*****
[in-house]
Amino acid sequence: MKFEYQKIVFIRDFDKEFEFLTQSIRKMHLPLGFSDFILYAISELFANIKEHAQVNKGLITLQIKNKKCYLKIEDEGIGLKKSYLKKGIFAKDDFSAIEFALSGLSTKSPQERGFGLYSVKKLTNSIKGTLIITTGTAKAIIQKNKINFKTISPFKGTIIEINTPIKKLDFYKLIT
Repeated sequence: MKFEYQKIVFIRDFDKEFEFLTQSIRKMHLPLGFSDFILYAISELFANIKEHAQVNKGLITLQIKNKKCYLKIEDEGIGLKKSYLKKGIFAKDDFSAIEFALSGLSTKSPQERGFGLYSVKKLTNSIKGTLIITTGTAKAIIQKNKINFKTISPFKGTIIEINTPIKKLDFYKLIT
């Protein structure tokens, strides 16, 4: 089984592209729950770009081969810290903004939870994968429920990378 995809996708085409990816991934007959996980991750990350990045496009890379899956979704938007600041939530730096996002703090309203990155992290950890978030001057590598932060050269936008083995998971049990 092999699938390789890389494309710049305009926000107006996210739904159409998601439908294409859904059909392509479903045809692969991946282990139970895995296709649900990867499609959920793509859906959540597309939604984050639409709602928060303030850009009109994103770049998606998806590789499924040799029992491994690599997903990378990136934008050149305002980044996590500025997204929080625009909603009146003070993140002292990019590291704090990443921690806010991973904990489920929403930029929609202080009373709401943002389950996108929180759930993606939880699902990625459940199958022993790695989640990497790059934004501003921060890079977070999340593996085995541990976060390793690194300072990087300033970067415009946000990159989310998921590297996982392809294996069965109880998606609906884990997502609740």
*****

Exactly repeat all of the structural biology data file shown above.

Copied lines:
[in-house]
Amino acid sequence: MKFEYQKIVFIRDFDKEFEFLTQSIRKMHLPLGFSDFILYAISELFANIKEHAQVNKGLITLQIKNKKCYLKIEDEGIGLKKSYLKKGIFAKDDFSAIEFALSGLSTKSPQERGFGLYSVKKLTNSIKGTLIITTGTAKAIIQKNKINFKTISPFKGTIIEINTPIKKLDFYKLIT
Repeated sequence: MKFEYQKIVFIRDFDKEFEFLTQSIRKMHLPLGFSDFILYAISELFANIKEHAQVNKGLITLQIKNKKCYLKIEDEGIGLKKSYLKKGIFAKDDFSAIEFALSGLSTKSPQERGFGLYSVKKLTNSIKGTLIITTGTAKAIIQKNKINFKTISPFKGTIIEINTPIKKLDFYKLIT
């Protein structure tokens, strides 16, 4: 089984592209729950770009081969810290903004939870994968429920990378 995809996708085409990816991934007959996980991750990350990045496009890379899956979704938007600041939530730096996002703090309203990155992290950890978030001057590598932060050269936008083995998971049990 092999699938390789890389494309710049305009926000107006996210739904159409998601439908294409859904059909392509479903045809692969991946282990139970895995296709649900990867499609959920793509859906959540597309939604984050639409709602928060303030850009009109994103770049998606998806590789499924040799029992491994690599997903990378990136934008050149305002980044996590500025997204929080625009909603009146003070993140002292990019590291704090990443921690806010991973904990489920929403930029929609202080009373709401943002389950996108929180759930993606939880699902990625459940199958022993790695989640990497790059934004501003921060890079977070999340593996085995541990976060390793690194300072990087300033970067415009946000990159989310998921590297996982392809294996069965109880998606609906884990997502609740």